Purpose of review: Neuroendocrine tumors (NETs) were initially identified as a separate entity in the early 1900s as a unique malignancy that secretes bioactive amines. GI-NETs are the most frequent type and represent a unique subset of NETs, because at least 75% of these tumors represent gastrin stimulation of the enterochromaffin-like cell located in the body of the stomach. The purpose of this review is to understand the specific role of gastrin in the generation of Gastric NETs (G-NETs). Recent findings: We review here the origin of enterochromaffin cells gut and the role of hypergastrinemia in gastric enteroendocrine tumorigenesis. We describe generation of the first genetically engineered mouse model of gastrin-driven G-NETs that mimics the human phenotype. The common mechanism observed in both the hypergastrinemic mouse model and human carcinoids is translocation of the cyclin-dependent inhibitor p27kip to the cytoplasm and its subsequent degradation by the proteasome. Summary: Therapies that block degradation of p27kip, the CCKBR2 gastrin receptor, or gastrin peptide are likely to facilitate treatment.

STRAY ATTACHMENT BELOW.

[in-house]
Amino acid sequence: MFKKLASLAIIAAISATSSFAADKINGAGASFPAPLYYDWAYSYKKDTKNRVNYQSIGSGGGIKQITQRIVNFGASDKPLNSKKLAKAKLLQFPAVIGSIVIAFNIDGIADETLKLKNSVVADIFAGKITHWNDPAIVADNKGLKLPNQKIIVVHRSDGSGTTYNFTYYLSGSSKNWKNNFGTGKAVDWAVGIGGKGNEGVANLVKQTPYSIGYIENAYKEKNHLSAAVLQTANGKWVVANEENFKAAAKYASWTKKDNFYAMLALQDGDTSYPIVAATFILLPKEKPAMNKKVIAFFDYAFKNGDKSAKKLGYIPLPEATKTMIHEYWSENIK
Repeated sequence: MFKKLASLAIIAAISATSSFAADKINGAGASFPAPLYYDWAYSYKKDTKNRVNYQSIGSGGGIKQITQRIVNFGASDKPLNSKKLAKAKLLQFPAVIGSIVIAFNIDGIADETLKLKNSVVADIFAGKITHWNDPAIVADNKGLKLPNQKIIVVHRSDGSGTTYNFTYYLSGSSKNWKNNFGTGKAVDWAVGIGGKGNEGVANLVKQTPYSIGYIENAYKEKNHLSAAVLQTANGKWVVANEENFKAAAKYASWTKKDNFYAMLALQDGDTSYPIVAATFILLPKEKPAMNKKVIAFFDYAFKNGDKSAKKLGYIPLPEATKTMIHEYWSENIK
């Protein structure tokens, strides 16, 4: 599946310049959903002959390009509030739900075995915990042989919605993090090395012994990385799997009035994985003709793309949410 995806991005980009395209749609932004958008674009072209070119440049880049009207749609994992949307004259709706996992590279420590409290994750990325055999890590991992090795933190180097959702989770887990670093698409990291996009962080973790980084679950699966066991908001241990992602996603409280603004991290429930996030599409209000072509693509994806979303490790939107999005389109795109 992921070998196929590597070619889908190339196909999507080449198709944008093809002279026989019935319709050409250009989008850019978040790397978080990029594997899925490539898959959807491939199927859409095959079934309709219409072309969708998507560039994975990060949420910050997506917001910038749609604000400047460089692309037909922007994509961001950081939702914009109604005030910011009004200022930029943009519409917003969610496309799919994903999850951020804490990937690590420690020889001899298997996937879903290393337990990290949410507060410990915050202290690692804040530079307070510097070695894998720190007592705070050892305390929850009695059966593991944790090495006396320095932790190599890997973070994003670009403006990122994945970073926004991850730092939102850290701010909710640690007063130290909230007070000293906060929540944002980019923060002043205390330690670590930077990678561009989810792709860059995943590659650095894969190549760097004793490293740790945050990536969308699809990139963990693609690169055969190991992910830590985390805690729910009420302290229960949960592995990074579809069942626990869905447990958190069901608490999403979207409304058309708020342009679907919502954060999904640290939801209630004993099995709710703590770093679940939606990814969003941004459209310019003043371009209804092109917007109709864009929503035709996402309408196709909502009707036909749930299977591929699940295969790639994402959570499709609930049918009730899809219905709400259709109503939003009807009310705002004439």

|Original language||English (US)|
|Journal||Current gastroenterology reports|
|State||Published - Jul 1 2017|
- ECL cells
- Proton pump inhibitors
ASJC Scopus subject areas